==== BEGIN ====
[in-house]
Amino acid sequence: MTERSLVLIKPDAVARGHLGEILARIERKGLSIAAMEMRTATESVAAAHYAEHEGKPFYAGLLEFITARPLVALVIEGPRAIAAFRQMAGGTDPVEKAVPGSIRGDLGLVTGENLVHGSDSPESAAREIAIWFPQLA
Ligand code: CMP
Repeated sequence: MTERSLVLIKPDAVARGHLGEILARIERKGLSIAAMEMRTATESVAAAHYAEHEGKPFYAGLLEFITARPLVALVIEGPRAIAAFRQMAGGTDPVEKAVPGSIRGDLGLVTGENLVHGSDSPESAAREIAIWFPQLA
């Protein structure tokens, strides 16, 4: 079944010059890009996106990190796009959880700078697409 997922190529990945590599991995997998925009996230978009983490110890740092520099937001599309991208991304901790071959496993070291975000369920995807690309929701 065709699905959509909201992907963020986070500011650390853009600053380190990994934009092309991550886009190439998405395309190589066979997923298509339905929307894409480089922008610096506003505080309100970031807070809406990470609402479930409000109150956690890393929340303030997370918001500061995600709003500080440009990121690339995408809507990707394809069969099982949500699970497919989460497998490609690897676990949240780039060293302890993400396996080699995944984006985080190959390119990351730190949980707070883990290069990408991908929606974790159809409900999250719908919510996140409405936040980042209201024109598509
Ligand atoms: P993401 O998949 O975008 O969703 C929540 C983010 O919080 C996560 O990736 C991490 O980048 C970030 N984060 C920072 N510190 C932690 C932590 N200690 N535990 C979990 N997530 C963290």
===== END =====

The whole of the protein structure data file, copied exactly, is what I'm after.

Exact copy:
[in-house]
Amino acid sequence: MTERSLVLIKPDAVARGHLGEILARIERKGLSIAAMEMRTATESVAAAHYAEHEGKPFYAGLLEFITARPLVALVIEGPRAIAAFRQMAGGTDPVEKAVPGSIRGDLGLVTGENLVHGSDSPESAAREIAIWFPQLA
Ligand code: CMP
Repeated sequence: MTERSLVLIKPDAVARGHLGEILARIERKGLSIAAMEMRTATESVAAAHYAEHEGKPFYAGLLEFITARPLVALVIEGPRAIAAFRQMAGGTDPVEKAVPGSIRGDLGLVTGENLVHGSDSPESAAREIAIWFPQLA
């Protein structure tokens, strides 16, 4: 079944010059890009996106990190796009959880700078697409 997922190529990945590599991995997998925009996230978009983490110890740092520099937001599309991208991304901790071959496993070291975000369920995807690309929701 065709699905959509909201992907963020986070500011650390853009600053380190990994934009092309991550886009190439998405395309190589066979997923298509339905929307894409480089922008610096506003505080309100970031807070809406990470609402479930409000109150956690890393929340303030997370918001500061995600709003500080440009990121690339995408809507990707394809069969099982949500699970497919989460497998490609690897676990949240780039060293302890993400396996080699995944984006985080190959390119990351730190949980707070883990290069990408991908929606974790159809409900999250719908919510996140409405936040980042209201024109598509
Ligand atoms: P993401 O998949 O975008 O969703 C929540 C983010 O919080 C996560 O990736 C991490 O980048 C970030 N984060 C920072 N510190 C932690 C932590 N200690 N535990 C979990 N997530 C963290």